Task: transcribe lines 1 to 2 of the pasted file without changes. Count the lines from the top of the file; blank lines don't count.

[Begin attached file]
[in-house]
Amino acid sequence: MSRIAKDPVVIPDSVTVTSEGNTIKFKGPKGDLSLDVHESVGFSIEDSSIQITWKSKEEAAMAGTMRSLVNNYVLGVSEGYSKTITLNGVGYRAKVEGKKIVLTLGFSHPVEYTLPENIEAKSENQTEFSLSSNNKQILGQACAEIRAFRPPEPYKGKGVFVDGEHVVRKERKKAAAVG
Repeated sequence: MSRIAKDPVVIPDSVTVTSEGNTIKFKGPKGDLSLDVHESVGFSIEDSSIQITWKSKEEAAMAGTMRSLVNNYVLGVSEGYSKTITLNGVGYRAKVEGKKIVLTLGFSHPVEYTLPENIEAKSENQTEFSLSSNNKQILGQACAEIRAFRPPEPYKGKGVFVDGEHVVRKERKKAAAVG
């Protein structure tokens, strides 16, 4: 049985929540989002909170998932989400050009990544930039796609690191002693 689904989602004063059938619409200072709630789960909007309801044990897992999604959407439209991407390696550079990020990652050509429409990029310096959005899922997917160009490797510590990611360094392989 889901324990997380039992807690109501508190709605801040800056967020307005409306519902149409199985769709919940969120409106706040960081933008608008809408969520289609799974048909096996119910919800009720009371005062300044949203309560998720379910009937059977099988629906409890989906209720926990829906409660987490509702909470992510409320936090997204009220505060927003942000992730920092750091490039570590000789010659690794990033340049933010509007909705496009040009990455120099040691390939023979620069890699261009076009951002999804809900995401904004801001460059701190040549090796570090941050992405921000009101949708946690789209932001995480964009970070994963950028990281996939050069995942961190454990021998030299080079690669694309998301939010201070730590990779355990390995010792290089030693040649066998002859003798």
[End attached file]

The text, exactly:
[in-house]
Amino acid sequence: MSRIAKDPVVIPDSVTVTSEGNTIKFKGPKGDLSLDVHESVGFSIEDSSIQITWKSKEEAAMAGTMRSLVNNYVLGVSEGYSKTITLNGVGYRAKVEGKKIVLTLGFSHPVEYTLPENIEAKSENQTEFSLSSNNKQILGQACAEIRAFRPPEPYKGKGVFVDGEHVVRKERKKAAAVG